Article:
One of their arguments was very persuasive, basically you can prototype such a self contained system in earth orbit, in the form of O'Neil colonies. The World ship then is then generated by essentially fitting such a colony with a Daedelus style fusion engine. Their calculations suggest it would be possible to get these World ships up to a speed of about 12% of the speed of light. They could refuel at any star system having a Gas Giant, where its atmosphere could be mined for He3.
They estimate that such a mission could be mounted in approximately 800 years.
The thought that if the aliens do come our way, it might not be a robot, wanting to clone itself say 10 time, but a complete population of aliens surely gives food for thought. I recommend the artical as a really good read. An interest comment was that it should be easily possible to detect the exhaust of such vehicles at many light years distance with current technology; however of course this pre-supposes that the aliens are flying away from us - who can blame them;-)
A later addition, they might also be reverse thrusting in order to deaccelerate to enter solar orbit!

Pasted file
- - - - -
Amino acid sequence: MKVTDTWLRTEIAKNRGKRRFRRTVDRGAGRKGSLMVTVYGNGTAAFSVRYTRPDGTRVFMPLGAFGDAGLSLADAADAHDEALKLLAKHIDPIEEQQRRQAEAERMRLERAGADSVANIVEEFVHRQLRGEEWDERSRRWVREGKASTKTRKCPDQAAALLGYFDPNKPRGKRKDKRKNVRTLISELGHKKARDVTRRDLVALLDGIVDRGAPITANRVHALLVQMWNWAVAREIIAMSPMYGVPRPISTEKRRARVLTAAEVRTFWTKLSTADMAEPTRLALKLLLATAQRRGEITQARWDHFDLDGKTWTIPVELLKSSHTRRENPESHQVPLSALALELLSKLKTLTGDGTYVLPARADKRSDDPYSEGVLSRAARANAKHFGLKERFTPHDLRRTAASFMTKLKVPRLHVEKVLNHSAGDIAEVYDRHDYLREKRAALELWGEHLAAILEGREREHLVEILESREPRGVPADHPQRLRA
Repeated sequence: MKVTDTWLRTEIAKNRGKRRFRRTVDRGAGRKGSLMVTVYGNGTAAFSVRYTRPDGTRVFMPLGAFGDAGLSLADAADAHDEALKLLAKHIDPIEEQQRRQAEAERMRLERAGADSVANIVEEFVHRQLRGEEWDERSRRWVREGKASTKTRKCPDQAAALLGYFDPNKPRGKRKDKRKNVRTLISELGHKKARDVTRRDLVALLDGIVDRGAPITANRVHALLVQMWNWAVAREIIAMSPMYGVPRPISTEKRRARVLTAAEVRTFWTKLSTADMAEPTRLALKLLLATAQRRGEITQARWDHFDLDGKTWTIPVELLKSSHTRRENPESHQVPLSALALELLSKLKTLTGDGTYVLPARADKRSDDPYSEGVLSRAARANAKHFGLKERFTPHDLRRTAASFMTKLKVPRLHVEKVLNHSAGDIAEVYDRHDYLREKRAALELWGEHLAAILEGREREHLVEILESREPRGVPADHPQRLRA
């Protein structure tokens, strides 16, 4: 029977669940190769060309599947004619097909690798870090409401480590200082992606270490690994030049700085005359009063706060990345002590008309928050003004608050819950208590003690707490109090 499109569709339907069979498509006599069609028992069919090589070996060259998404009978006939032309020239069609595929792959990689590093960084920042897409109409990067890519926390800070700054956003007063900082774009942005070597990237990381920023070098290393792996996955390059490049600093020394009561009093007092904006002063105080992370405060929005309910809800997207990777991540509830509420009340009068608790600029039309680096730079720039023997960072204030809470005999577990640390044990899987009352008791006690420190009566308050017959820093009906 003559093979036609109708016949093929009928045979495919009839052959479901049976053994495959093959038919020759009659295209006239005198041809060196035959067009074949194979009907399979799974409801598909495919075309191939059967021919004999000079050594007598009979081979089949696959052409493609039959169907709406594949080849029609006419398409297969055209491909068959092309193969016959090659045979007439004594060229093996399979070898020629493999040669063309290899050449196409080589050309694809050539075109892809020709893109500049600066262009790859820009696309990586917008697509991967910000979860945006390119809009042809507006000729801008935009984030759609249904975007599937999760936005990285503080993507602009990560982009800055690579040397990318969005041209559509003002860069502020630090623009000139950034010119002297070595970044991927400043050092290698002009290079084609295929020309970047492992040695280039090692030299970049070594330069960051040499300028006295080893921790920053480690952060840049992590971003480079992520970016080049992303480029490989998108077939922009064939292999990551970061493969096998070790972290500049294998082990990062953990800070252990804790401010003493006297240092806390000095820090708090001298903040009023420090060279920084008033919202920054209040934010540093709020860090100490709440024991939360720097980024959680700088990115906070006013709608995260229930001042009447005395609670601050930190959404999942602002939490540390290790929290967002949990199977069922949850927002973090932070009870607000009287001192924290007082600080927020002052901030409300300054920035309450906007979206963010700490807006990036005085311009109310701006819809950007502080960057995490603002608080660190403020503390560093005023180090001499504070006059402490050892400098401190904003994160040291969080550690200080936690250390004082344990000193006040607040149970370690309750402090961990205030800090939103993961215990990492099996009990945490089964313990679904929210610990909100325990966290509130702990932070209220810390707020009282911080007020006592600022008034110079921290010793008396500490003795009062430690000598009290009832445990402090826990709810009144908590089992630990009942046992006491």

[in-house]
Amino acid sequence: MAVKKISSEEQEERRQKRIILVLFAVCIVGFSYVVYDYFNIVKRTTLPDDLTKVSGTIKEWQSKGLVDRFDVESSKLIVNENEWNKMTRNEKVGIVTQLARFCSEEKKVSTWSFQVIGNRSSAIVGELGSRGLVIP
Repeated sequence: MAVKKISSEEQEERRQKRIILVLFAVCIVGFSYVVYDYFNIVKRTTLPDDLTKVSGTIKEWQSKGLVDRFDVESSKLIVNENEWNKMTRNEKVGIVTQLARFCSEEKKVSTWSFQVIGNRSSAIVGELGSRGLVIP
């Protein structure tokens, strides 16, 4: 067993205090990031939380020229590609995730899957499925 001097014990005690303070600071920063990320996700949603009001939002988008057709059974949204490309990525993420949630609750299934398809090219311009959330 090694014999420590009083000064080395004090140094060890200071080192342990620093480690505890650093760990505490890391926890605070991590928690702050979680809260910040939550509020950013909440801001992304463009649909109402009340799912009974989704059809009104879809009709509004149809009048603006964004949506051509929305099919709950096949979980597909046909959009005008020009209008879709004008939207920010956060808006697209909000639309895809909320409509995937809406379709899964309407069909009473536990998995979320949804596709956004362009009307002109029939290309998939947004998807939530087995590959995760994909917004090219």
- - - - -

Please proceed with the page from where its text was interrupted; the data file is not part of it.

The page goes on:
Sometimes I believe that the human race is doomed to fail in its quest for the search for life, not because they are not there but because we are not ready. Firstly our race of humans is so hostile towards each other that I can not see for the life of me how any other race would benefit for meeting us.
We are a race of haters and killers. The need to survive has been replaced with the greed of need. Drugs, gold, possessions and power, have sent men’s minds crazy with lust and left us as no more better than when we was first putting our heads outside of caves to look for food.
I once heard a SETI talk where they suggested that we could give an alien race our Google servers and let them learn all they can from us there. I was struck with what a great idea this was and then came crashing down to the ground when I remembered who our Race was. The internet which is the most powerful agent of good for the world has been turned dark by the demons of our race. I recently watched a video of two men having there heads cut off with chainsaws and although shocked I was not surprised at what base animals we truly are. This is one example of a long list of atrocities that are labelled and catalogued on our internet, a list of videos and photos that our children view daily, also hardening their resolve towards base desire and further tipping our race into the hole of the dammed.